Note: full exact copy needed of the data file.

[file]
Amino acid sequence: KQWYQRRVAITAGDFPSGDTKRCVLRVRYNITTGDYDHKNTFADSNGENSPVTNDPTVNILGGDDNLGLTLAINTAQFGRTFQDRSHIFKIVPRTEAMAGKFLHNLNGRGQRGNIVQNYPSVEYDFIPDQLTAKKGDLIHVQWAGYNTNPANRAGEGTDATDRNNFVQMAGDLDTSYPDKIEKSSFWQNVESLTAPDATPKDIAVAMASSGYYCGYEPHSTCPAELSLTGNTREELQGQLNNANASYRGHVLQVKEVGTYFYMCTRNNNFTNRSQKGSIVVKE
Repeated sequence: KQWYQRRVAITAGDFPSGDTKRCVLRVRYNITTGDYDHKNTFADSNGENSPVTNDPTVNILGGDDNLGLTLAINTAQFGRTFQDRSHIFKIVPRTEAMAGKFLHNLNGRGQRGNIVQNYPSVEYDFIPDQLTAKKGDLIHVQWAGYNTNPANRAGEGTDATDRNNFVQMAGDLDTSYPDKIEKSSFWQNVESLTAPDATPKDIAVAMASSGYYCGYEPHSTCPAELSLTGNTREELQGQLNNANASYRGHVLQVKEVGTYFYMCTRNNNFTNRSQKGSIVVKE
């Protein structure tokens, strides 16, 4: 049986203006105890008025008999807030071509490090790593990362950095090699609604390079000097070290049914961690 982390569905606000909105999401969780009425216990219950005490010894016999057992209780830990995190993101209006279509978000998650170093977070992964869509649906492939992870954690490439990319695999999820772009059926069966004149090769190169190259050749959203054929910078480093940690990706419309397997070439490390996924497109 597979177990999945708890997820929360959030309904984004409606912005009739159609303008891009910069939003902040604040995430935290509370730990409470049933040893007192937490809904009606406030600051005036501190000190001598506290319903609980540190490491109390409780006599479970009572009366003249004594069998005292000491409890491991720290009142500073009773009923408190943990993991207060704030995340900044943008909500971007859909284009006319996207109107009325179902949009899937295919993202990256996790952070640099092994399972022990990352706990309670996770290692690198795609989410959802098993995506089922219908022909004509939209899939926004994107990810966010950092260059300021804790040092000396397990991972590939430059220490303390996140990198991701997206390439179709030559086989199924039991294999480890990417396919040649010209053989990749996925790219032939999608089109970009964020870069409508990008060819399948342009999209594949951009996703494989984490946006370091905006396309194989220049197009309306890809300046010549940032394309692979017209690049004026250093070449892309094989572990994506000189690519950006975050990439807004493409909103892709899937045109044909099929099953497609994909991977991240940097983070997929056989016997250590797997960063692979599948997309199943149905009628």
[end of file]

Amino acid sequence: KQWYQRRVAITAGDFPSGDTKRCVLRVRYNITTGDYDHKNTFADSNGENSPVTNDPTVNILGGDDNLGLTLAINTAQFGRTFQDRSHIFKIVPRTEAMAGKFLHNLNGRGQRGNIVQNYPSVEYDFIPDQLTAKKGDLIHVQWAGYNTNPANRAGEGTDATDRNNFVQMAGDLDTSYPDKIEKSSFWQNVESLTAPDATPKDIAVAMASSGYYCGYEPHSTCPAELSLTGNTREELQGQLNNANASYRGHVLQVKEVGTYFYMCTRNNNFTNRSQKGSIVVKE
Repeated sequence: KQWYQRRVAITAGDFPSGDTKRCVLRVRYNITTGDYDHKNTFADSNGENSPVTNDPTVNILGGDDNLGLTLAINTAQFGRTFQDRSHIFKIVPRTEAMAGKFLHNLNGRGQRGNIVQNYPSVEYDFIPDQLTAKKGDLIHVQWAGYNTNPANRAGEGTDATDRNNFVQMAGDLDTSYPDKIEKSSFWQNVESLTAPDATPKDIAVAMASSGYYCGYEPHSTCPAELSLTGNTREELQGQLNNANASYRGHVLQVKEVGTYFYMCTRNNNFTNRSQKGSIVVKE
């Protein structure tokens, strides 16, 4: 049986203006105890008025008999807030071509490090790593990362950095090699609604390079000097070290049914961690 982390569905606000909105999401969780009425216990219950005490010894016999057992209780830990995190993101209006279509978000998650170093977070992964869509649906492939992870954690490439990319695999999820772009059926069966004149090769190169190259050749959203054929910078480093940690990706419309397997070439490390996924497109 597979177990999945708890997820929360959030309904984004409606912005009739159609303008891009910069939003902040604040995430935290509370730990409470049933040893007192937490809904009606406030600051005036501190000190001598506290319903609980540190490491109390409780006599479970009572009366003249004594069998005292000491409890491991720290009142500073009773009923408190943990993991207060704030995340900044943008909500971007859909284009006319996207109107009325179902949009899937295919993202990256996790952070640099092994399972022990990352706990309670996770290692690198795609989410959802098993995506089922219908022909004509939209899939926004994107990810966010950092260059300021804790040092000396397990991972590939430059220490303390996140990198991701997206390439179709030559086989199924039991294999480890990417396919040649010209053989990749996925790219032939999608089109970009964020870069409508990008060819399948342009999209594949951009996703494989984490946006370091905006396309194989220049197009309306890809300046010549940032394309692979017209690049004026250093070449892309094989572990994506000189690519950006975050990439807004493409909103892709899937045109044909099929099953497609994909991977991240940097983070997929056989016997250590797997960063692979599948997309199943149905009628």